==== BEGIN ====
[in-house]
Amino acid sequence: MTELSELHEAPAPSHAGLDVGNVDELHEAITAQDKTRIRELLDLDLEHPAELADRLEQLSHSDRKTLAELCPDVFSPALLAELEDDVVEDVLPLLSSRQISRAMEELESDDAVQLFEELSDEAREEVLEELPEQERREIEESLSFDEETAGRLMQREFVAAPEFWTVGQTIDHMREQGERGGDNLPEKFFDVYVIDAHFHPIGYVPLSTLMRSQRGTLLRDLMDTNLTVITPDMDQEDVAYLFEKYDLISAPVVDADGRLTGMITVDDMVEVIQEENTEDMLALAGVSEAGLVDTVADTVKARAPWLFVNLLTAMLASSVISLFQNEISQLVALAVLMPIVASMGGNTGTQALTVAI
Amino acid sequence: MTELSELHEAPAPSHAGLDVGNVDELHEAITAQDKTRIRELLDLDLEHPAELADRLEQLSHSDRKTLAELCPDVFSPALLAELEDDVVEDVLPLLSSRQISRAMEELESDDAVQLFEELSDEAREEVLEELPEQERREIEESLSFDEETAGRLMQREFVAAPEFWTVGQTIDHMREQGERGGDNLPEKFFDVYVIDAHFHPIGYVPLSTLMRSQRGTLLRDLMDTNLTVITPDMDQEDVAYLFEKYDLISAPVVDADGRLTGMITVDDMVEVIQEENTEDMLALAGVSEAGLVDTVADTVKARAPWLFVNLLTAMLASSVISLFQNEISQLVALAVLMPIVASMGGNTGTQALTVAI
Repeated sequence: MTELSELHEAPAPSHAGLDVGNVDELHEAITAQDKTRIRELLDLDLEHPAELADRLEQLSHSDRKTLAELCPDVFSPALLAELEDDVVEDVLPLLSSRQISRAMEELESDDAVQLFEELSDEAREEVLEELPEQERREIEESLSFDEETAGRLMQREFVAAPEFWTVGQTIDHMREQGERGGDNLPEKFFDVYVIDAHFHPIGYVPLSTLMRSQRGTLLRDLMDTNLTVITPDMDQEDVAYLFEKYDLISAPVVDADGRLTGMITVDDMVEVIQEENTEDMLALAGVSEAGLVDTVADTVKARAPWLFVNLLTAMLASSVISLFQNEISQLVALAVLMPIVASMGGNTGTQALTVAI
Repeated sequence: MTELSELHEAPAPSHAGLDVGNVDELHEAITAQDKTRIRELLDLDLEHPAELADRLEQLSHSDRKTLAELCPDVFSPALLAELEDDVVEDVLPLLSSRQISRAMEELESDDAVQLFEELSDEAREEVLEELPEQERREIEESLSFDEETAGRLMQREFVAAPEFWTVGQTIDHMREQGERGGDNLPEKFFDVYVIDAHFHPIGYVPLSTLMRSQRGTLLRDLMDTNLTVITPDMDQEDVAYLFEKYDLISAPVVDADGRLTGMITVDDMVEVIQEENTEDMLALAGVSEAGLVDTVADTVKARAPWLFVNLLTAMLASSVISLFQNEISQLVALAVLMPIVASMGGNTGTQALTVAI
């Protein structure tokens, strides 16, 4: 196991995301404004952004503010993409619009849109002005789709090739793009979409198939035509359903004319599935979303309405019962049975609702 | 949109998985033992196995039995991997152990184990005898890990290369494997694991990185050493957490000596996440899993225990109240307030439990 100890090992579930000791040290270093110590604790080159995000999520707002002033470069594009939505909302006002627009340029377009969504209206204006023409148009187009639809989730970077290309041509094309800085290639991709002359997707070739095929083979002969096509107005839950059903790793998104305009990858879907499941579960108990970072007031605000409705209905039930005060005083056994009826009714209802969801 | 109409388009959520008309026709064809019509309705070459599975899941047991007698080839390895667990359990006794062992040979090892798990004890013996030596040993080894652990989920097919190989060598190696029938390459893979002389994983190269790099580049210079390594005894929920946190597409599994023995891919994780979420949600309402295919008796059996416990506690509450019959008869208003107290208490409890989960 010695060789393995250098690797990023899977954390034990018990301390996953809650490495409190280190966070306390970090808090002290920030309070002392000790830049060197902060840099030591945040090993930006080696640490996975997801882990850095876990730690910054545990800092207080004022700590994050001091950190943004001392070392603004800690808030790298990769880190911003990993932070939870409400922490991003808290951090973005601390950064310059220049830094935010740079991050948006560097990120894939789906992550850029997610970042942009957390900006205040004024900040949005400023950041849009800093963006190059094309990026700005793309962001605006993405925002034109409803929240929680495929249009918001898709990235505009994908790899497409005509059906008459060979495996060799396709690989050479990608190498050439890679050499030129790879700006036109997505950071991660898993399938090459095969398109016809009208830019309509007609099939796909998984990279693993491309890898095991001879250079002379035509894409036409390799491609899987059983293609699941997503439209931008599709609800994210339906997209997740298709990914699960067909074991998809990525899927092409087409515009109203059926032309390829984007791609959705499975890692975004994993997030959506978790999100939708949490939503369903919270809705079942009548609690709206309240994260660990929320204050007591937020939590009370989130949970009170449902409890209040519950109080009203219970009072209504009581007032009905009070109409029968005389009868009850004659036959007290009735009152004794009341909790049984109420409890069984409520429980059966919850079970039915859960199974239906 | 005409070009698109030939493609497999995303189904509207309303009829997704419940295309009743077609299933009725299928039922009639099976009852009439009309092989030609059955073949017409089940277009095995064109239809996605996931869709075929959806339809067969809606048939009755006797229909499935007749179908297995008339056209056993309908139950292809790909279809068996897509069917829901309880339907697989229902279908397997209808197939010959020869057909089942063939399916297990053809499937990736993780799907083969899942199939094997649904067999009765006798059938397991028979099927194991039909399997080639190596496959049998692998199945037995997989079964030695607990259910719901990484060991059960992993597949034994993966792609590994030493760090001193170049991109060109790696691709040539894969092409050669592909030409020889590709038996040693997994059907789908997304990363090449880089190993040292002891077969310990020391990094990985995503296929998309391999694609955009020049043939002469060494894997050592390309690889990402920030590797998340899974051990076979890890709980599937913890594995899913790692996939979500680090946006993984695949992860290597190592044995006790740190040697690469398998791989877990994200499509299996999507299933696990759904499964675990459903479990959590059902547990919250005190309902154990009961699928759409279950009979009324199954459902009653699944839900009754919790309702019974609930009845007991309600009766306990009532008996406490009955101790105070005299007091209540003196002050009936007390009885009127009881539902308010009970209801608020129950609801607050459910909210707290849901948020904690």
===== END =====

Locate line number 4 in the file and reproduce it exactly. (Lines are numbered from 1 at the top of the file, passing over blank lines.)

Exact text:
Repeated sequence: MTELSELHEAPAPSHAGLDVGNVDELHEAITAQDKTRIRELLDLDLEHPAELADRLEQLSHSDRKTLAELCPDVFSPALLAELEDDVVEDVLPLLSSRQISRAMEELESDDAVQLFEELSDEAREEVLEELPEQERREIEESLSFDEETAGRLMQREFVAAPEFWTVGQTIDHMREQGERGGDNLPEKFFDVYVIDAHFHPIGYVPLSTLMRSQRGTLLRDLMDTNLTVITPDMDQEDVAYLFEKYDLISAPVVDADGRLTGMITVDDMVEVIQEENTEDMLALAGVSEAGLVDTVADTVKARAPWLFVNLLTAMLASSVISLFQNEISQLVALAVLMPIVASMGGNTGTQALTVAI